IQue The Prodigy
Few teenagers have any idea what they want to do when they grow up. Even fewer are already doing it. Atlanta native Quentin "IQue" Smith is a rare member of the latter group. At just 18, IQue is already making a name for himself as a producer, offering up beats to hip-hop mainstays. He's a graphic designer as well, giving him an edge in terms of marketing and self-promotion. While already miles ahead of his musically inclined peers, IQue still manages to balance business and school.
12:00PM ET February 9, 2010
Contributor: Mathis Bauchner
A Rocky Williform Company
Calling him mature for his age would be an understatement, but being an aspiring industry mogul hasn't stopped IQue from maintaining his love for cartoons. He counts Pixar's The Incredibles as his favorite movie, admitting that he's watched it seven times. Existing in these two worlds, seeing simultaneously through the eyes of a teenager and an accomplished businessman gives IQue a unique perspective on the future of music. With string of impressive credits to his name and a mixtape of the way, Atlanta appears to have a pair of steady hands ready to grab the torch.
Atlanta is home to a ridiculous number of hip-hop greats. What does that tradition mean to you?
There are, and have always been, a lot of hip-hop greats coming out of my hometown. It is very important to me to keep the talent unfolding and setting the standards for southern hip-hop. As odd as it seems, these icons are all regular people that can be seen out and about as they live their everyday lives. Approaching them isn't difficult, so it's always a refreshing reminder to stay humble.
Do you have any mentors or people that have been particularly supportive thus far in your music career?
My parents have been very supportive of my music both mentally and financially. I have also had a lot of guidance from family friend Jayar Browne. He specializes in branding, marketing, and radio promotion and owns One Million Sold Inc. I have traveled to many cities and have been introduced to many people through him.
How much pressure do you feel being from Atlanta with all that's been accomplished by people that came before you?
I don't feel pressured at all actually. I am calm by nature because I live by the words, 'Everything happens for a reason.' I know that if I take care of myself, the industry will take care of itself. Everything will fall into place.
What about your music do you consider unique? In other words, what separates you from all the other producers out there?
My productions are composed of unique instrumentation and one-off sounds. I have a really clean, futuristic image that I think is portrayed in everything that I do, including music. I tend to use a lot of synths in combination with traditional instruments.
Whose music do you admire and who inspires you?
Many people would reply to this question with the typical old-school pioneers, but I am actually inspired by a lot of current music. Polow Da Don is a big inspiration to me. His productions are always thought of outside the box. He uses a lot of regular patterns in irregular ways to create very distinctive music.
A lot of people dream of making music. When did you really get serious and decide that it was what you wanted to do with your life?
I skipped the whole process of dreaming. I took the action of becoming a producer around the year 2008, when the economic recession first began. I was a typical teenager that needed a good-paying summer job, but no one was hiring. That same frustration powered my motivation to do things my way. I had been making beats as a hobby for about a year at the time and figured that I could earn some money selling tracks as I looked for a job. Eventually I began making more money producing than I would've working for someone else and doing something I didn't want to do. My mind was made up by the age of seventeen.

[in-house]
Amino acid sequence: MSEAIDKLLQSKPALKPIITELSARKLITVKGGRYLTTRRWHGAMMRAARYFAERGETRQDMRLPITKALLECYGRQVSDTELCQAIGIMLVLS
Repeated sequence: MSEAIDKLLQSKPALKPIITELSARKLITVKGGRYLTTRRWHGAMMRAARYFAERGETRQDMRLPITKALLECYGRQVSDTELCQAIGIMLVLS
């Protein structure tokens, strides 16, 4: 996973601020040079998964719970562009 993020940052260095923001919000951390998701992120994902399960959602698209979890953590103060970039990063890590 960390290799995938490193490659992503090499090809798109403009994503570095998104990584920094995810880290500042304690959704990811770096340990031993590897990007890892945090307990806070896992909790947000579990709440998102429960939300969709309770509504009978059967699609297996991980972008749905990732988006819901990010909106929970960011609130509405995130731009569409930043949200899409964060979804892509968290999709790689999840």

Where do you see your career going? What are your long-term goals?
I am eighteen years old right now. I have been very fortunate to have worked on projects with artists such as Jimmy 2 Tyme and Young Dro, Tyler Perry's Ashley Nicole Morris, and K-Rab. I plan on continuing producing for large-scale artists and branding IQue Music into a very influential company. I am in the mist of creating a promotion team named 'TechnIQue' to help market our upcoming mixtape entitled 'Musiq & Lyriqs.' My long-term goals include creating a record label that will supply the music industry with creative artists and innovative ideas and investing in the corporate world.
That's a lot of ambition and foresight for an eighteen year old. What's it like being so actively involved in the industry at such a young age?
When I was seventeen, I couldn't go to any events or (legally) be out driving past 12 o' clock, so it was very hard for me to market my music. I was pretty much limited to online advertisement. Now I can venture out, but one drawback is that people that don't know my age constantly interrupt me while I'm at school. Music is important to me, but at the end of the day, I still have homework.
Paint me a picture of a day in the life of IQue. Morning to night, how does it unfold?
I usually start my day off with a little reflection time. I have to get my thoughts together before I do anything. I may play my 'Money' playlist on my iPhone to get motivated for the day. After I get washed up, cereal keeps me company as I check my emails, make a few phone calls, and head out the door. I let the top back on the convertible and meet a few customers to deliver their tracks and graphics or head to the studio. Later on that night, I'll be at a music event promoting and networking. It's rare to see me partying, but you may see me in Lenox Mall greeting fans and shopping for an upcoming appearance.